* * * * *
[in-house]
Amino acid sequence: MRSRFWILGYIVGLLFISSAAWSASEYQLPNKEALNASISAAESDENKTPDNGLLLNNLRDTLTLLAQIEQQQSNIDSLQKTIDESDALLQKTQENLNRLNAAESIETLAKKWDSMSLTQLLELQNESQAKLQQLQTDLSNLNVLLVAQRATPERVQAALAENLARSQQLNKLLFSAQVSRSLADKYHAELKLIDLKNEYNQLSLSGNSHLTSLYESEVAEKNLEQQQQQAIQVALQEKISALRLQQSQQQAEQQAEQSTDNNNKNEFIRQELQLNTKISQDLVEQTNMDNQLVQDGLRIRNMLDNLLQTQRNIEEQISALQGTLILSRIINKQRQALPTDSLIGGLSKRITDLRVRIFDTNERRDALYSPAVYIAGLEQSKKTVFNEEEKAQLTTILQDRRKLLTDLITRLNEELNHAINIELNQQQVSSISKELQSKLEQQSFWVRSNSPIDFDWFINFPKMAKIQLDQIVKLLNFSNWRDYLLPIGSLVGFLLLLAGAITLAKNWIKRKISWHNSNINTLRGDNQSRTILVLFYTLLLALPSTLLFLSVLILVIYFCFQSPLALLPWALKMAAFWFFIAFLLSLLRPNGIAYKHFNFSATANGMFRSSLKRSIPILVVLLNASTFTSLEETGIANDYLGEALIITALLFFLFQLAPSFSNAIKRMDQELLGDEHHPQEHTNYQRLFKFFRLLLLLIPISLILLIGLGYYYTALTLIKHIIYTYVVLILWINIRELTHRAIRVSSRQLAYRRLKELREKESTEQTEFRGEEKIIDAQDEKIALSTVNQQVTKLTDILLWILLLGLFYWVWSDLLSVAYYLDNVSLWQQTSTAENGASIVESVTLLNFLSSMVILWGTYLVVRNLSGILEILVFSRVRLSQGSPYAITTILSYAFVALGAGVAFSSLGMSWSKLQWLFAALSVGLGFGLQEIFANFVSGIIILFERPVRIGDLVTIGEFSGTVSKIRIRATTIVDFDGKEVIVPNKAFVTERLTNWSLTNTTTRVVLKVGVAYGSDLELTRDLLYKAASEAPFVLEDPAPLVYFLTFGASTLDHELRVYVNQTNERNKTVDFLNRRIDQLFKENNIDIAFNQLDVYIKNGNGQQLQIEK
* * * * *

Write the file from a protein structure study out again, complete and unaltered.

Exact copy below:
[in-house]
Amino acid sequence: MRSRFWILGYIVGLLFISSAAWSASEYQLPNKEALNASISAAESDENKTPDNGLLLNNLRDTLTLLAQIEQQQSNIDSLQKTIDESDALLQKTQENLNRLNAAESIETLAKKWDSMSLTQLLELQNESQAKLQQLQTDLSNLNVLLVAQRATPERVQAALAENLARSQQLNKLLFSAQVSRSLADKYHAELKLIDLKNEYNQLSLSGNSHLTSLYESEVAEKNLEQQQQQAIQVALQEKISALRLQQSQQQAEQQAEQSTDNNNKNEFIRQELQLNTKISQDLVEQTNMDNQLVQDGLRIRNMLDNLLQTQRNIEEQISALQGTLILSRIINKQRQALPTDSLIGGLSKRITDLRVRIFDTNERRDALYSPAVYIAGLEQSKKTVFNEEEKAQLTTILQDRRKLLTDLITRLNEELNHAINIELNQQQVSSISKELQSKLEQQSFWVRSNSPIDFDWFINFPKMAKIQLDQIVKLLNFSNWRDYLLPIGSLVGFLLLLAGAITLAKNWIKRKISWHNSNINTLRGDNQSRTILVLFYTLLLALPSTLLFLSVLILVIYFCFQSPLALLPWALKMAAFWFFIAFLLSLLRPNGIAYKHFNFSATANGMFRSSLKRSIPILVVLLNASTFTSLEETGIANDYLGEALIITALLFFLFQLAPSFSNAIKRMDQELLGDEHHPQEHTNYQRLFKFFRLLLLLIPISLILLIGLGYYYTALTLIKHIIYTYVVLILWINIRELTHRAIRVSSRQLAYRRLKELREKESTEQTEFRGEEKIIDAQDEKIALSTVNQQVTKLTDILLWILLLGLFYWVWSDLLSVAYYLDNVSLWQQTSTAENGASIVESVTLLNFLSSMVILWGTYLVVRNLSGILEILVFSRVRLSQGSPYAITTILSYAFVALGAGVAFSSLGMSWSKLQWLFAALSVGLGFGLQEIFANFVSGIIILFERPVRIGDLVTIGEFSGTVSKIRIRATTIVDFDGKEVIVPNKAFVTERLTNWSLTNTTTRVVLKVGVAYGSDLELTRDLLYKAASEAPFVLEDPAPLVYFLTFGASTLDHELRVYVNQTNERNKTVDFLNRRIDQLFKENNIDIAFNQLDVYIKNGNGQQLQIEK